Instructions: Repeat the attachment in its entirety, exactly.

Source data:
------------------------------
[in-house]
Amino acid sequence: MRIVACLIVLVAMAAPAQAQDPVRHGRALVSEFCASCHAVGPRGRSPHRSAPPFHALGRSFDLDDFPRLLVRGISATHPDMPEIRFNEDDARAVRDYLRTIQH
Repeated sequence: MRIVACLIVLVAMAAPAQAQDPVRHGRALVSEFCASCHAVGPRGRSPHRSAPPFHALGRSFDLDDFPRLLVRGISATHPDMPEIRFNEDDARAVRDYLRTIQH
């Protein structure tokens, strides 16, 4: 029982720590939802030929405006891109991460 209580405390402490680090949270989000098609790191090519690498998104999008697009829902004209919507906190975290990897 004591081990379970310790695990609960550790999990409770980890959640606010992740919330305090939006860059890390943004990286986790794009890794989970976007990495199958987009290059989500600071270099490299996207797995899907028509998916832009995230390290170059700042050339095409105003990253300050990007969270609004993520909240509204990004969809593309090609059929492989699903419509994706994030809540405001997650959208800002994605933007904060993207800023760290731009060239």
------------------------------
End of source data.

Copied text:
[in-house]
Amino acid sequence: MRIVACLIVLVAMAAPAQAQDPVRHGRALVSEFCASCHAVGPRGRSPHRSAPPFHALGRSFDLDDFPRLLVRGISATHPDMPEIRFNEDDARAVRDYLRTIQH
Repeated sequence: MRIVACLIVLVAMAAPAQAQDPVRHGRALVSEFCASCHAVGPRGRSPHRSAPPFHALGRSFDLDDFPRLLVRGISATHPDMPEIRFNEDDARAVRDYLRTIQH
């Protein structure tokens, strides 16, 4: 029982720590939802030929405006891109991460 209580405390402490680090949270989000098609790191090519690498998104999008697009829902004209919507906190975290990897 004591081990379970310790695990609960550790999990409770980890959640606010992740919330305090939006860059890390943004990286986790794009890794989970976007990495199958987009290059989500600071270099490299996207797995899907028509998916832009995230390290170059700042050339095409105003990253300050990007969270609004993520909240509204990004969809593309090609059929492989699903419509994706994030809540405001997650959208800002994605933007904060993207800023760290731009060239």